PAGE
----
General News Mon, 26 Jan 2004

Government spends $2 million on pregnant women

Accra, Jan. 26, GNA - Mr Kwaku Agyeman Manu, Deputy Minister of Finance, on Monday said the Government set aside two million dollars in addition to budgetary allocation to cater for the expenses of pregnant women during delivery in hospitals.

He said the Government after realising that many pregnant women delivered outside the hospitals because they could not afford the charges, decided to set aside the amount to meet the exigencies on their behalf.

The Deputy Minister, who was speaking at the launch of the World Health Organisation Report for 2003 in Accra, said the Government was committed to addressing the health needs of every Ghanaian.

He said before the present Government came into office, the budgetary allocation for the health sector was 9.8 per cent but this had risen to 13.3 per cent as at 2003, adding "even though I do not want to pre-empt what Mr Osafo-Maafo would say during the budget, I promise you that there is something good for the Health Sector".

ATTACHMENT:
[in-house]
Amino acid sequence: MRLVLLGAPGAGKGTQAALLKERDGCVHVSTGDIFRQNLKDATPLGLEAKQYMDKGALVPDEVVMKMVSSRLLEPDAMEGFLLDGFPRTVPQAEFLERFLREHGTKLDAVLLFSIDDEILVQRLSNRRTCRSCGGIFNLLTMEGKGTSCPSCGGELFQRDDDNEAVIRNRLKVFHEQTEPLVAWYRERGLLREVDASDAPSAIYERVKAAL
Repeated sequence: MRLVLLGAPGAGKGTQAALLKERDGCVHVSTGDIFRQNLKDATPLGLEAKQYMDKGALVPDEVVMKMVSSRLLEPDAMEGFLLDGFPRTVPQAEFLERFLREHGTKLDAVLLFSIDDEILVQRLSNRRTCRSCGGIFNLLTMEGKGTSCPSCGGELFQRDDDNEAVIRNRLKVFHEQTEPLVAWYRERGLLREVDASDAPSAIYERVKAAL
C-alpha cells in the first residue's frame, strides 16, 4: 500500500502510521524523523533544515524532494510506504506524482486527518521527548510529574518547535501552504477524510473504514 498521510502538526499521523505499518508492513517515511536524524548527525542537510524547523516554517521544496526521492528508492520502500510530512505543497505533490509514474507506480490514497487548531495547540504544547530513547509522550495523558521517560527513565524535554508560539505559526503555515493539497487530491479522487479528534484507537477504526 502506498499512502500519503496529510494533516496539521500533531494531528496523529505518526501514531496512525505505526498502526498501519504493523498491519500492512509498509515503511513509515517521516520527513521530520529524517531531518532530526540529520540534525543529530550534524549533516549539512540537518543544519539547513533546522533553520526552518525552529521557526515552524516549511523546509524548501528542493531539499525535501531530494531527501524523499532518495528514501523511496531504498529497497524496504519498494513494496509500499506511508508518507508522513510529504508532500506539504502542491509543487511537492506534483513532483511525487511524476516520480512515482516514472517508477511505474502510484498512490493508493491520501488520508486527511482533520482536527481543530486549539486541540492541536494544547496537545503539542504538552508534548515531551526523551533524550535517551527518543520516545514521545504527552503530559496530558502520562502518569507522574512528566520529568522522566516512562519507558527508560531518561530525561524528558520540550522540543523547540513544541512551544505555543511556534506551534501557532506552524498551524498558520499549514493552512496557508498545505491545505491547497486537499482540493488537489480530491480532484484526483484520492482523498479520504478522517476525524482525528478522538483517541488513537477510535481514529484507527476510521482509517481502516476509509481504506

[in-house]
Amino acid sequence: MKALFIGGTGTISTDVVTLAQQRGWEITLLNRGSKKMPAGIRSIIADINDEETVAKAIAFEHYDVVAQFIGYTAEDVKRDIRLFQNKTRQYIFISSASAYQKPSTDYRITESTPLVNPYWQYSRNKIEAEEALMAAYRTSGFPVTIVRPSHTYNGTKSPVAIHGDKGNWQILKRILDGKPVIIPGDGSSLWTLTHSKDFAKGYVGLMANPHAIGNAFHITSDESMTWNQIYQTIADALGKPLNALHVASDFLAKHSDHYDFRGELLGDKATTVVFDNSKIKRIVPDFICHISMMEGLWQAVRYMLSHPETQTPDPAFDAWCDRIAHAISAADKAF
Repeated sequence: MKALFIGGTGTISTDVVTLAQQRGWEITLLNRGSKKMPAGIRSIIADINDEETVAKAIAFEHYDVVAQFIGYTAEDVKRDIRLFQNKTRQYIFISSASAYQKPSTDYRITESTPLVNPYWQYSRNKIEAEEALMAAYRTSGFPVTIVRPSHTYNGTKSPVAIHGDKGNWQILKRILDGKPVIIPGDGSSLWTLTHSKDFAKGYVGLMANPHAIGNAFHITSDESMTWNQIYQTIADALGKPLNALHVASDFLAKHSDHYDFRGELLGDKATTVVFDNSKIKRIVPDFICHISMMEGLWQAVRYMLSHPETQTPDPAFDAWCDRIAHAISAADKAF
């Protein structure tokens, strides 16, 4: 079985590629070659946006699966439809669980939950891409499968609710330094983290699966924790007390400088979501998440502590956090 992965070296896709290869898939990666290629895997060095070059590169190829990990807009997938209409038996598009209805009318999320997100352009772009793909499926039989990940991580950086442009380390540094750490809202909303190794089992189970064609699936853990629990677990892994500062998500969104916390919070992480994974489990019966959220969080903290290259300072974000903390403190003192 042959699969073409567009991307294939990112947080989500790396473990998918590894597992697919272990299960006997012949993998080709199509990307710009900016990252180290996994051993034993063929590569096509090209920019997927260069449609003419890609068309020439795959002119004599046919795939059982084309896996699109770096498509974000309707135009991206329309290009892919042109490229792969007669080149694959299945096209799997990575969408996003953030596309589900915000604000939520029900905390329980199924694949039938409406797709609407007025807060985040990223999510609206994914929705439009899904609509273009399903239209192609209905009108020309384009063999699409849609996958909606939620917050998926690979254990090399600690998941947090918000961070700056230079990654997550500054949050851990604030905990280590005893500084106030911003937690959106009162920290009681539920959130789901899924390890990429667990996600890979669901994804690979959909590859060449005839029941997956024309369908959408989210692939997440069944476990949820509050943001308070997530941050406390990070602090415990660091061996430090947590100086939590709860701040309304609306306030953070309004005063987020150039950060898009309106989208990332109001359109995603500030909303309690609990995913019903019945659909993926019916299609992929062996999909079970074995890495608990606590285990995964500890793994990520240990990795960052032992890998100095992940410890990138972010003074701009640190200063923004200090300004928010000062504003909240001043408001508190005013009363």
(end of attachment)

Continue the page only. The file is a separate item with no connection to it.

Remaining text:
Mr Agyeman Manu said over 53 billion cedis had been spent in the effort to implement the National Health Insurance Scheme that would replace the 'Cash and Carry' system.

Health professionals, who were at the launch, expressed concern about the poor sanitary conditions in the country, which they described as a major contributory factor to the spread of malaria and other diseases and urged the Ministry of Health to get involved finding a lasting solution to it.


Dr Kwaku Afriyie, Minister of Health, in response, said there was the need to adopt a scientific approach to addressing the issue of sanitation in the country.

He said in the area of eradicating polio, Ghana had made a tremendous effort in that direction.

He said even though there were formidable obstacles to achieving a polio free world governments were very committed in ensuring that it was eradicated.

Ghana was almost nearing the certification of polio free country after recording zero cases for two successive years until eight imported cases were recorded in the Volta, Brong Ahafo and Upper East Regions. This implies that Ghana has another five years to ensure that all imported cases are dealt with and record zero cases of polio for the next three years.

Dr Afriyie reiterated that Government was committed to ensuring that every Ghanaian had access to quality and affordable health care.

Source: GNA